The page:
There are many reasons why a dog is unable to stand up. Orthopedic problems, leg injuries, aching joints from arthritis, and even old age can impact a dog’s ability to stand up on theirits own. Although old age is the most common reason why a dog struggles to stand up on all four feet, there can be other more serious reasons, including a neurological condition that can impact a dog’s mobility and leg strength.
Signs a Dog’s Hind Legs are Weakening
As a pet parent, nothing is more difficult than watching your dog struggle to stand on weak back legs and see their back legs give out. Struggling to stand up is often the first and most noticeable sign that a dog is losing strength in its hind legs. Other signs of hind leg weakness include:
- Difficulty getting up off the floor, especially after a long period of inactivity
- Running with both back legs together
- Frequently slipping and losing traction while walking
- Uncoordinated movements
- Shaking or wobbling while walking or standing
A dog dealing with hind leg weakness will also have a difficult time going up or down the stairs, struggle to get into a car, and have a hard time jumping up on the furniture. If your dog only has trouble getting up but walks fine, their leg weakness is likely caused by joint pain.
Medical Conditions Impacting a Dog’s Ability to Stand
We expect an older dog to move a little slower or for their legs to stiffen, but how can you tell if it’s something more serious? These are a few of the most common medical conditions that impact a dog’s ability to stand up:
- Slipped Disc
- Degenerative Myelopathy
- FCE or Fibrocartilaginous Embolism
- Vestibular Disease
- Hip Dysplasia
- Trauma or injury
A dog’s medical history can play a big part in their leg strength as well. For example, a dog with diabetes may be shaky and struggle to stand up when their blood sugar is low.
How to Help Your Dog If They Can’t Stand Up
It’s difficult to watch your dog is in pain or struggles to stand. Luckily there are a few simple things you can do to help your dog to stand up and improve its quality of life.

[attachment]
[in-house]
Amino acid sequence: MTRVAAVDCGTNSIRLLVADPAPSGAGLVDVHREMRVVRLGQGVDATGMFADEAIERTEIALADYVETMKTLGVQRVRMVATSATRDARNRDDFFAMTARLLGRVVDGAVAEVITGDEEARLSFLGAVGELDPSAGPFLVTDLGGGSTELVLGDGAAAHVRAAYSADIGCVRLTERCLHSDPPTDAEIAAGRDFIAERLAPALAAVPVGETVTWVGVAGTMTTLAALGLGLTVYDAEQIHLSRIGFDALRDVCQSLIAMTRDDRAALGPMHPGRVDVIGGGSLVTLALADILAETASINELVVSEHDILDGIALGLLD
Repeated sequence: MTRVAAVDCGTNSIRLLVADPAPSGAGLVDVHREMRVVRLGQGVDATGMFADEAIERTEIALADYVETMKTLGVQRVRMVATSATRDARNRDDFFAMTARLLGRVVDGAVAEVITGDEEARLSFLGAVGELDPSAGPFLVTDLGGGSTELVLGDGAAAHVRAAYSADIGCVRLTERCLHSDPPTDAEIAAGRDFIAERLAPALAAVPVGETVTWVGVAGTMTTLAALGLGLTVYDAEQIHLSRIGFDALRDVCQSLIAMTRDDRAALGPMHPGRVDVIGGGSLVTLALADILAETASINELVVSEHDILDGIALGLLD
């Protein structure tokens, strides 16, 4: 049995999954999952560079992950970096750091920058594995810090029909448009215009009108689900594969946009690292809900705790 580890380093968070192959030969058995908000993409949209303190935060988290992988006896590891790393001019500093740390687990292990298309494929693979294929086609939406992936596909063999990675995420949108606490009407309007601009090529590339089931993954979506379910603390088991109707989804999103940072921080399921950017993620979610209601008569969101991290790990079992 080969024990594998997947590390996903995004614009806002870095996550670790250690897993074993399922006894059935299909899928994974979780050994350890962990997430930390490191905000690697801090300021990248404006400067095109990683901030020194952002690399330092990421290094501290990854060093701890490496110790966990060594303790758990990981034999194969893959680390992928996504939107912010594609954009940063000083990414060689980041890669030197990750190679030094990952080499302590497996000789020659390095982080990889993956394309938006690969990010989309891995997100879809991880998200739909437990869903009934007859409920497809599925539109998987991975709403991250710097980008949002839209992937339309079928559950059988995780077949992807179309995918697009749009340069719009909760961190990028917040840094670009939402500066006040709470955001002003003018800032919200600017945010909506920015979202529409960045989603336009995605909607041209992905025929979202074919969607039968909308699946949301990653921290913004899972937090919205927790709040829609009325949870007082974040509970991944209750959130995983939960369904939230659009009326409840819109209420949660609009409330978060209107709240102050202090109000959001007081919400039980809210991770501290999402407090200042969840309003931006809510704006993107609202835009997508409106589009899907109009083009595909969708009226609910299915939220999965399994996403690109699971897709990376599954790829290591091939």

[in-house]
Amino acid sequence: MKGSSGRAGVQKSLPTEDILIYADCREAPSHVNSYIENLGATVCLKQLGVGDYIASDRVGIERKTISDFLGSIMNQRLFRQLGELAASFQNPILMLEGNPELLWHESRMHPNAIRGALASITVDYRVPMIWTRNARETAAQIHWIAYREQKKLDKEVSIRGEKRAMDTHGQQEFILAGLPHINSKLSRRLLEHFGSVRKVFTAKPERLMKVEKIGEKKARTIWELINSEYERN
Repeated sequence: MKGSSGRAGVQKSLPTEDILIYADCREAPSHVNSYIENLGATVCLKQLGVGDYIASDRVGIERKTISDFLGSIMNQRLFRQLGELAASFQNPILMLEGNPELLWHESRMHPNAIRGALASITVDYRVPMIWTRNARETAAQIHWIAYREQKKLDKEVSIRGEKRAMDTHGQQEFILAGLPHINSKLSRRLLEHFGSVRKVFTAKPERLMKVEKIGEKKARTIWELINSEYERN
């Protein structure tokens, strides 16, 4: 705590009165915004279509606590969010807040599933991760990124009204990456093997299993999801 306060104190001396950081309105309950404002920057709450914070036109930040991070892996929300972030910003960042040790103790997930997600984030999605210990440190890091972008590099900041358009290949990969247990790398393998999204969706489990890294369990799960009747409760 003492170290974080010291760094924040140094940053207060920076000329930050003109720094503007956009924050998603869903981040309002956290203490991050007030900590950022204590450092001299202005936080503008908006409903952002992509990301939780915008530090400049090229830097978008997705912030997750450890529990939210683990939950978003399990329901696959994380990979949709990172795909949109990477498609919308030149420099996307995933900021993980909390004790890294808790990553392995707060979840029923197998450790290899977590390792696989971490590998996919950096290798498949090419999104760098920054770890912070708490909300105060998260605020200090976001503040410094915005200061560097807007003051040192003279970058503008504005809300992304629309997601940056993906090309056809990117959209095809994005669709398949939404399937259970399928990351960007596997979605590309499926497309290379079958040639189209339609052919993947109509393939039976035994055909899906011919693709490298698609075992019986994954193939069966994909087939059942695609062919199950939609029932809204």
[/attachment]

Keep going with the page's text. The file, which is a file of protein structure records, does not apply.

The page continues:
Visit the Veterinarian
A dog who is struggling to get up or is having a difficult time walking needs to be seen by a veterinarian immediately. The Veterinarian will ask you questions about your dog’s medical history, any noticeable changes in your dog’s behavior, as well as what your dog was doing before their difficulty standing. Along with an exam, your dog may need an MRI or cat scan to fully assess what is causing their weak back legs.
Lift Support Harnesses for Dog Back Legs
For dogs that have a hard time standing up, a dog rear lift harness may be exactly what you need.
A rear support harness is an easy way to support your dog’s back legs. The harness slides up your dog’s back legs and allows you to give a gentle boost to help your dog stand up. Along with helping your dog to stand, a rear harness helps stabilize your dog and offers continued support to help get your dog outside to pee or poop.
A support harness also allows you to help your dog on the stairs and to lift them into the car.
For dogs who have trouble getting up, but walk fine a simple, rear support leash is often the best mobility solution. The best part of a dog lift leash is that it’s easy to put on while a dog is lying down!
Rehabilitation Therapy and Physiotherapy
Ask your vet if rehab exercise would be beneficial for your pet. Through physiotherapy, many pets can build up their leg strength, increase muscle tone, and help prevent leg atrophy through various exercises. A recent study shows that even pets with a degenerative condition can see benefits, regular exercise may help to slow down the progression of their mobility loss to help them stay active for longer.
Once your dog is standing up, they may still require support to help them walk and get around. A dog wheelchair is designed exactly for this purpose. A dog mobility cart supports your dog’s back legs to help them maintain their balance and reduce the weight placed on their weak hind legs to make it possible for them to walk on their own.